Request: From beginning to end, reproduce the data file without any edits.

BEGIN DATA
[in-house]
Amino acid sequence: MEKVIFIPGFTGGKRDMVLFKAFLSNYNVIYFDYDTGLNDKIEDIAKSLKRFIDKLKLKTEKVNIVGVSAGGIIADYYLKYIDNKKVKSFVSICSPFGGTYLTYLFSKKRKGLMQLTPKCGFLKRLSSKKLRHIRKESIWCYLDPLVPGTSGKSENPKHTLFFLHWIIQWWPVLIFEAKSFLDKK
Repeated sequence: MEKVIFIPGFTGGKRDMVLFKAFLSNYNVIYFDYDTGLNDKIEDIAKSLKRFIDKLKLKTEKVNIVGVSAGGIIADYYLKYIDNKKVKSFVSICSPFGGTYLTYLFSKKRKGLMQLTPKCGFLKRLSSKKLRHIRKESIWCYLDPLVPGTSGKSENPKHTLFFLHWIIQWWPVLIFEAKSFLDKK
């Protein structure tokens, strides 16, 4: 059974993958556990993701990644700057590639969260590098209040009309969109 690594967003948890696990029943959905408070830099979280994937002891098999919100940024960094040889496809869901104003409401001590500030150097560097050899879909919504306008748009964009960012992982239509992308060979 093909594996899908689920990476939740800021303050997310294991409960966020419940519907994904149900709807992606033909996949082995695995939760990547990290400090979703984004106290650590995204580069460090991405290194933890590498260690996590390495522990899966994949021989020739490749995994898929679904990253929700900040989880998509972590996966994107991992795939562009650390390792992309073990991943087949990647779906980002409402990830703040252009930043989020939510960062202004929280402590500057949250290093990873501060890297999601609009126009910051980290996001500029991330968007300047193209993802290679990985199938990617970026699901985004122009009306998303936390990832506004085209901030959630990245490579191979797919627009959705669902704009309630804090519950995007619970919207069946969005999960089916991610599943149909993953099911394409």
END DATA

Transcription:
[in-house]
Amino acid sequence: MEKVIFIPGFTGGKRDMVLFKAFLSNYNVIYFDYDTGLNDKIEDIAKSLKRFIDKLKLKTEKVNIVGVSAGGIIADYYLKYIDNKKVKSFVSICSPFGGTYLTYLFSKKRKGLMQLTPKCGFLKRLSSKKLRHIRKESIWCYLDPLVPGTSGKSENPKHTLFFLHWIIQWWPVLIFEAKSFLDKK
Repeated sequence: MEKVIFIPGFTGGKRDMVLFKAFLSNYNVIYFDYDTGLNDKIEDIAKSLKRFIDKLKLKTEKVNIVGVSAGGIIADYYLKYIDNKKVKSFVSICSPFGGTYLTYLFSKKRKGLMQLTPKCGFLKRLSSKKLRHIRKESIWCYLDPLVPGTSGKSENPKHTLFFLHWIIQWWPVLIFEAKSFLDKK
């Protein structure tokens, strides 16, 4: 059974993958556990993701990644700057590639969260590098209040009309969109 690594967003948890696990029943959905408070830099979280994937002891098999919100940024960094040889496809869901104003409401001590500030150097560097050899879909919504306008748009964009960012992982239509992308060979 093909594996899908689920990476939740800021303050997310294991409960966020419940519907994904149900709807992606033909996949082995695995939760990547990290400090979703984004106290650590995204580069460090991405290194933890590498260690996590390495522990899966994949021989020739490749995994898929679904990253929700900040989880998509972590996966994107991992795939562009650390390792992309073990991943087949990647779906980002409402990830703040252009930043989020939510960062202004929280402590500057949250290093990873501060890297999601609009126009910051980290996001500029991330968007300047193209993802290679990985199938990617970026699901985004122009009306998303936390990832506004085209901030959630990245490579191979797919627009959705669902704009309630804090519950995007619970919207069946969005999960089916991610599943149909993953099911394409």